Todd’s Heroes

Mort Todd publishes comics on the internet – and what comics they are!

He used to edit Cracked magazine, one of the satirical titles launched to emulate the success of Mad, and that partly defines his style and approach: a love for the classic comics of yesteryear, from Archie to superheroes and from Charlton romances to weird horror, but done with a wry sense of humor.

Let’s stick with the superheroes, dispensing swift justice to wrongdoers everywhere. Comics history is full of them. Batman…


Captain Marvel…

The Phantom…

The Thing…

Wonder Woman…

Sometimes they only facilitate justice rather than administering it themselves:

And Mary Marvel has been known to take a different line:

Classic adventures have been recycled in the present century…

… occasionally by fan artists whose work may not be addressed to an entirely mainstream audience:

Even modern superheroes spank:

Though occasionally it’s the heroines themselves who get spanked:

Often they band together into groups, like the Justice League of America or the Fantastic Four:

Or indeed the Inferior Five, as here reimagined by Jim Scribner:

And that brings us into a slightly different world. The superhero genre is easy to spoof, with its exaggerated masculinity…

Megaton Man

and its heroes with niche ‘special powers’, like the Punisher here:

And this isn’t just a self-consciously sophisticated postmodern phenomenon. The original goofy superhero was Plastic Man, created in 1941, whose endlessly flexible body made multitasking a cinch, even when there were two crooks to deck and a bad girl to spank:

Plastic Man

There are a number of strands here that are relevant to Mort Todd. His wacky band of heroes are called the Secret Society, whose ranks include such curious individuals as Eddie Crossfire (the living skeleton), Hourglass (the mistress of time) and Pig-Man (self-explanatory). There’s also Lucy Hell, alias Devilgirl, whose secret origin (all superheroes must have a secret origin) involves her death in a traffic accident caused by a drunken driver who just happened to be the Devil.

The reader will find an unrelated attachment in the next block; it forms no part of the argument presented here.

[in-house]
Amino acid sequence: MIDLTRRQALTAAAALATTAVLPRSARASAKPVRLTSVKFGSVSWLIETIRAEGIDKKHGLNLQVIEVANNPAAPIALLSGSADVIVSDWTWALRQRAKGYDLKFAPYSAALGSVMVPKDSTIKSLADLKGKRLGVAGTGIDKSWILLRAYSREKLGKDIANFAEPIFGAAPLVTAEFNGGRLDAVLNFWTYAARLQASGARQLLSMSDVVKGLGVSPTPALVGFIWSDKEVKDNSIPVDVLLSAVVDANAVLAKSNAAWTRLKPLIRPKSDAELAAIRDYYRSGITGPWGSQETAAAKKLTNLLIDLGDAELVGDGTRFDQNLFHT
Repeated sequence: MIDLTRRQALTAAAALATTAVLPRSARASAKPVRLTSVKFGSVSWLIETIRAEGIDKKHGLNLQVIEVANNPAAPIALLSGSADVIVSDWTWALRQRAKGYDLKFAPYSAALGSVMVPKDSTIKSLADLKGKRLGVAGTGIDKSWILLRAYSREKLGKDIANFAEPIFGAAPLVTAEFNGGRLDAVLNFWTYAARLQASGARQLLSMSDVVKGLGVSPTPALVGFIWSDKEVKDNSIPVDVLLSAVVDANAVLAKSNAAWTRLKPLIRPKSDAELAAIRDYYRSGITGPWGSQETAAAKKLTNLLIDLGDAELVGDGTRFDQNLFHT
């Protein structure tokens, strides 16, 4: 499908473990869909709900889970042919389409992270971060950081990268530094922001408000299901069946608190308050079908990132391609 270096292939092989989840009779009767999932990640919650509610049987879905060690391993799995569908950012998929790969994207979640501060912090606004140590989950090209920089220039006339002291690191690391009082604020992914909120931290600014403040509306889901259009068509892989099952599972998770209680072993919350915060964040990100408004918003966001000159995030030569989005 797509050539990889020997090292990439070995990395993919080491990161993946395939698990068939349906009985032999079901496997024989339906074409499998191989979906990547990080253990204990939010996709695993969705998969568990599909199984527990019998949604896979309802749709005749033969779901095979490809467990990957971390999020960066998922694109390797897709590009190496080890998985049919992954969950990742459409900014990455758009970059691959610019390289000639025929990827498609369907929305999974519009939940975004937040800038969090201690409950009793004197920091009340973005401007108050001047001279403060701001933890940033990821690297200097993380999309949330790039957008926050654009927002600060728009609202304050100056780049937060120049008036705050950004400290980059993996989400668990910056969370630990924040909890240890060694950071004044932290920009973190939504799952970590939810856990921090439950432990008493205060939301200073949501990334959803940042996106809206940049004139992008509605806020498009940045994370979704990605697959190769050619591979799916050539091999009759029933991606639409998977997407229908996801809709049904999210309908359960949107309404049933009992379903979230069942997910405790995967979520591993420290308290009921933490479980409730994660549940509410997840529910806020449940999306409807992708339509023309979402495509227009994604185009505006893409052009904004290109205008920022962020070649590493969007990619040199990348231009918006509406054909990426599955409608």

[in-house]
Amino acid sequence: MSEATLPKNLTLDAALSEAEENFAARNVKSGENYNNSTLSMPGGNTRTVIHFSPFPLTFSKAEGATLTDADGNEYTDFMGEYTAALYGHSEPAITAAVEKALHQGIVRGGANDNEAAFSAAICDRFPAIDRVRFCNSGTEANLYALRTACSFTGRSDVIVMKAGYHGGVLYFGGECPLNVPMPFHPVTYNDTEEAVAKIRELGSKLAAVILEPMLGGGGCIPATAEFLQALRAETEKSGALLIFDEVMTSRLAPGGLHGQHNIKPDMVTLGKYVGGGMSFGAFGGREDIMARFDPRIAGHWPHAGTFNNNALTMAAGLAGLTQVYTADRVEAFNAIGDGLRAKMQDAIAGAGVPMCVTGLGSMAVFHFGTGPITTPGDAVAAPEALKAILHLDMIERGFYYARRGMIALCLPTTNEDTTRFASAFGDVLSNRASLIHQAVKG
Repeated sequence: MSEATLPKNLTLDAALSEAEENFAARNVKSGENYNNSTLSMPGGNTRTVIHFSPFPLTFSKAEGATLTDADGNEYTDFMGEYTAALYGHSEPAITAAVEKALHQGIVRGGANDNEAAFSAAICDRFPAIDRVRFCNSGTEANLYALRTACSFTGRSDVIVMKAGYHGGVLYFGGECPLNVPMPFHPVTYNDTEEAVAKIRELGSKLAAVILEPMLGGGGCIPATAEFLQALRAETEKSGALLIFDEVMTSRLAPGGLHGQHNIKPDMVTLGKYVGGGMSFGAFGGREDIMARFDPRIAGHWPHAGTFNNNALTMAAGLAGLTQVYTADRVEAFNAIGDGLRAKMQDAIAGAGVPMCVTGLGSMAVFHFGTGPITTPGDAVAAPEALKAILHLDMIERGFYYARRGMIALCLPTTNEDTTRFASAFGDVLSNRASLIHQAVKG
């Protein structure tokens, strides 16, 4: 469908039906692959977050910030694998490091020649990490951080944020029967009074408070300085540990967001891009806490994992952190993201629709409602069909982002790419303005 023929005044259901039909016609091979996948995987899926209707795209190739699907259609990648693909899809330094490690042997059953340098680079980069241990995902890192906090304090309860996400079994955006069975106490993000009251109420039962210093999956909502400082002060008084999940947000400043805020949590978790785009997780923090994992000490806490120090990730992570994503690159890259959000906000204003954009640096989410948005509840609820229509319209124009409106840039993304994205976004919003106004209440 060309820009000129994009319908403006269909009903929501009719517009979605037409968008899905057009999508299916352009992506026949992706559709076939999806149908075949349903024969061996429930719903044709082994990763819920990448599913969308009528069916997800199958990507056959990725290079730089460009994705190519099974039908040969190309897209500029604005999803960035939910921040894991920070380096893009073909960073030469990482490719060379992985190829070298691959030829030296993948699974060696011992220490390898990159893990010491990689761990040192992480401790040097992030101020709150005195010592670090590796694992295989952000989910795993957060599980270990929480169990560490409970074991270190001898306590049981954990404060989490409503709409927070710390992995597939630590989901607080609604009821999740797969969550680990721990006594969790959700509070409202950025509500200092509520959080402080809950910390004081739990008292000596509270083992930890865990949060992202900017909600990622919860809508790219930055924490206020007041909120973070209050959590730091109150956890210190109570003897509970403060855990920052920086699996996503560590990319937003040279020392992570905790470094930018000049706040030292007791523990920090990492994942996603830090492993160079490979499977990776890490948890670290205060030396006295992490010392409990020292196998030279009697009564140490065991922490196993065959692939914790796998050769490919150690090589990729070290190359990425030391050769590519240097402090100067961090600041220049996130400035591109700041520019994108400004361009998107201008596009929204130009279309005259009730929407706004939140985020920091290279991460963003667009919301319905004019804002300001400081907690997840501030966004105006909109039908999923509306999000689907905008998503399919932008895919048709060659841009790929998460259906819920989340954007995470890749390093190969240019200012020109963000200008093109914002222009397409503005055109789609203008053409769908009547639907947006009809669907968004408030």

Mort Todd 2

And then there’s Rubbergirl, a Swedish singer whose endlessly flexible body might just possibly remind you of another goofy superhero created in the 1940s…

Rubbergirl’s adventures included an interesting encounter with the Krampus, which applied precise logic to the fiendish creature’s reputation as the antithesis of Santa. For if Santa rewards good girls and spanks bad ones, what does the Krampus do to the good ones?

Mort Todd 3

But there’s more to Mort Todd than super superheroes. In 2013, he perpetrated an April Fool’s Day hoax about the discovery of a cache of hitherto unknown golden age comic books from the 1940s and 50s, all published by Zeus Comics, an imprint that was not only completely fictitious but also entirely unconnected with the Dallas comics retail business of the same name. These imaginary comics included a lot of material that was nearer the knuckle than perhaps you might expect for that era:

The title says it all!

This was actually part of a satire on the kind of comic book censorship that will forever be associated with the name of Wertham, and the portfolio was also illustrated with faux-photos of comic burnings and government propaganda. One title even demanded…

Burn this COmic

And if you look closely at the bottom left, you’ll see that an especially pleasing panel has been chosen to illustrate the genre of Humor. It’s supposedly the final panel of a story in that same teen humor comic book we’ve already seen, Stiffie, about Principal Letcher of Fulchester High, and what happens when one of the teachers, Miss Von Wank, loses a bet. Here it is in all its glory:

If you are interested in Mort Todd’s comics, please visit his website.

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